Last week Celluloid Bainbridge and Arts & Humanities Bainbridge announced the selections of their 18th season, and the film created for The Grief Dialogues, 8:AM., won the Opening Night Party screening. Celluloid spreads its wings this year with films from around region (Washington, Oregon, Idaho, Alaska and British Columbia. Their goal is to bring the best of the Pacific Northwest to Bainbridge Island by upgrading the film submission & selection process designed to curate the highest quality collection of films available.
The story of our film began on a cold, rainy January night, only 10 short months ago, when two young filmmakers, Emily Pando and Jesse Amorratanasuchad, serendipitously introduced to me by my son’s girlfriend, came to my office to discuss an idea.
At that time, the Grief Dialogues project had just started to materialize into more than a single 10-minute play about dying. We knew that the project, to be successful, needed several different artistic mediums, especially film, to more of the general public.
It was clear to me that we were creating a movement, not just a moment. And that movement needed a theme. Of course, the project theme is death and grief but, more importantly, we needed to explore the theme is life.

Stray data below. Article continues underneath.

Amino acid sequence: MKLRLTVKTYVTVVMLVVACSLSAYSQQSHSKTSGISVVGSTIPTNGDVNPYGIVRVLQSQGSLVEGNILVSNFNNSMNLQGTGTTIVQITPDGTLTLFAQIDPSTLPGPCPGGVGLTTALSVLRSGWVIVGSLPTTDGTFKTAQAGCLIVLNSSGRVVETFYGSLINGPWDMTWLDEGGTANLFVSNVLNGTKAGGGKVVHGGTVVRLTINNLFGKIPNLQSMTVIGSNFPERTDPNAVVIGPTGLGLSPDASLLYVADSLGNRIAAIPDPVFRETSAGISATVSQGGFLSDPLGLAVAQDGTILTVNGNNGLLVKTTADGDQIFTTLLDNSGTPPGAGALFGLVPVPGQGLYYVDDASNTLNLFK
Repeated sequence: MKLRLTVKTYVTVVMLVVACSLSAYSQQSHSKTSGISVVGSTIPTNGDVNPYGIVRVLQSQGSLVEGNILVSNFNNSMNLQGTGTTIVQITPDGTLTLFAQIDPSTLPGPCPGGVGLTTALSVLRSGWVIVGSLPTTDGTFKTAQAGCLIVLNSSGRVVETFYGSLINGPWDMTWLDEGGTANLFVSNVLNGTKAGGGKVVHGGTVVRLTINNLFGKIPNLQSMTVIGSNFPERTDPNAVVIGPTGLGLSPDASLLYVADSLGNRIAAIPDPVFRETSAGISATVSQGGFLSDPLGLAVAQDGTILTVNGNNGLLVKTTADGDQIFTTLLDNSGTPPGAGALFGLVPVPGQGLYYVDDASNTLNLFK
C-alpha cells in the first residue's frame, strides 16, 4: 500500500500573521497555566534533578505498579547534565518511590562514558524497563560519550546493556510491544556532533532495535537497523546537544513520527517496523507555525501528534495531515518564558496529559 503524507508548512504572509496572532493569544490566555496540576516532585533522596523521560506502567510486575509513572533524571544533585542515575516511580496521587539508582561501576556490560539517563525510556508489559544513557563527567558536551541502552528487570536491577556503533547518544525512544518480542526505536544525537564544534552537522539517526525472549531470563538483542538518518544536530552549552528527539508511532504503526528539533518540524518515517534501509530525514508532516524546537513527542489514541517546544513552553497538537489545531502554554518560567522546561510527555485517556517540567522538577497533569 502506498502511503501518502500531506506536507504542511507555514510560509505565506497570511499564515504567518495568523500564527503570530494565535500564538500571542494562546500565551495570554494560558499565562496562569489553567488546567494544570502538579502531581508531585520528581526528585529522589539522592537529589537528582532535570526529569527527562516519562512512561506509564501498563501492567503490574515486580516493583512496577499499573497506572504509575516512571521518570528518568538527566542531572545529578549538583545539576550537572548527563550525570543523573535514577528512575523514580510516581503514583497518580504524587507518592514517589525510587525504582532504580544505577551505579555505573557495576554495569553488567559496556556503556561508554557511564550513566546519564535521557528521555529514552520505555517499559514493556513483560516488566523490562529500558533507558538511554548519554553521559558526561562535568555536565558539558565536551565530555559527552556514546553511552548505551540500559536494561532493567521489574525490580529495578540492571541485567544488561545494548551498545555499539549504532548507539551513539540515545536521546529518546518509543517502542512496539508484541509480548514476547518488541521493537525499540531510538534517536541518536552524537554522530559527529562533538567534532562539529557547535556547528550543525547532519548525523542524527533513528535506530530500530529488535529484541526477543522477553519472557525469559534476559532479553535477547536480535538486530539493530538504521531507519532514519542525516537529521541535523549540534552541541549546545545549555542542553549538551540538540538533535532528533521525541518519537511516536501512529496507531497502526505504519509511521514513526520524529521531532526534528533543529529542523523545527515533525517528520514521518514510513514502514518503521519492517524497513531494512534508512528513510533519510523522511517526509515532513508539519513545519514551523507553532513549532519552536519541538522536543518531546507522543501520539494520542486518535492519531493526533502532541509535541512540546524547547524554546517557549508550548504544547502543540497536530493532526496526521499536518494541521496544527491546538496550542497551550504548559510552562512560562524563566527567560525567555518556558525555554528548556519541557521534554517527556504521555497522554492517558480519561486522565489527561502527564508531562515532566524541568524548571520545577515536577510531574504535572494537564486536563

We discussed writing our own script and quickly realized that there was little time if we planned to submit to the first film contest, the Houston Death Salon Film Festival, where we also won a screening.
Playwright Mark Harvey Levine had already submitted a script titled LA 8 a.m. to the Grief Dialogues for an upcoming production of short plays. And it became very clear very fast that this play held the secret to an award-winning script.
What is the play/film about?
‘8:AM’ is about the moment before everything changes, the lost moments we have all experienced: the shared human experience of missed opportunity. This story is a reminder to cherish every breath before all counters hit zero.
And it fell completely into The Grief Dialogues stated mission: Build an artistic movement to advance, sustain, and support essential and healthy conversations, around death and aging. One way we remove the stigma around death is to enjoy life, to talk openly about the shortness of our time on earth, and to be aware of that death is a natural part of life.
If you are in the Seattle/Bainbridge Island area and are interested in seeing the film, purchase tickets here for the November 5, 2016 Celluloid Bainbridge Opening Night Party.
Director: Emily Pando
Cinematographer: Jesse Amorratanasuchad
Complete credits for film located here.